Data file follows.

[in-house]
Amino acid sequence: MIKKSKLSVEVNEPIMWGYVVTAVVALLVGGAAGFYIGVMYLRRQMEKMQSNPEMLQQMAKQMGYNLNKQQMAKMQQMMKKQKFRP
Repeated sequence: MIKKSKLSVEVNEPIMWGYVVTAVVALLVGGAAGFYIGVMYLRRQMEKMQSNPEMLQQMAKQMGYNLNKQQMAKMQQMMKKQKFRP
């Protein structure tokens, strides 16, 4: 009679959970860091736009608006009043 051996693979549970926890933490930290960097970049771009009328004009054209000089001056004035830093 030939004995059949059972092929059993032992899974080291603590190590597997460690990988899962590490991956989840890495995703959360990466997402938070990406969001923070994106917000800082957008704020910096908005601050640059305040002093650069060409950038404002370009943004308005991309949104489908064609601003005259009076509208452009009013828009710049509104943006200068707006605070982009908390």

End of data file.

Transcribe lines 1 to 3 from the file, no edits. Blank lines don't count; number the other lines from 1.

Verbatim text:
[in-house]
Amino acid sequence: MIKKSKLSVEVNEPIMWGYVVTAVVALLVGGAAGFYIGVMYLRRQMEKMQSNPEMLQQMAKQMGYNLNKQQMAKMQQMMKKQKFRP
Repeated sequence: MIKKSKLSVEVNEPIMWGYVVTAVVALLVGGAAGFYIGVMYLRRQMEKMQSNPEMLQQMAKQMGYNLNKQQMAKMQQMMKKQKFRP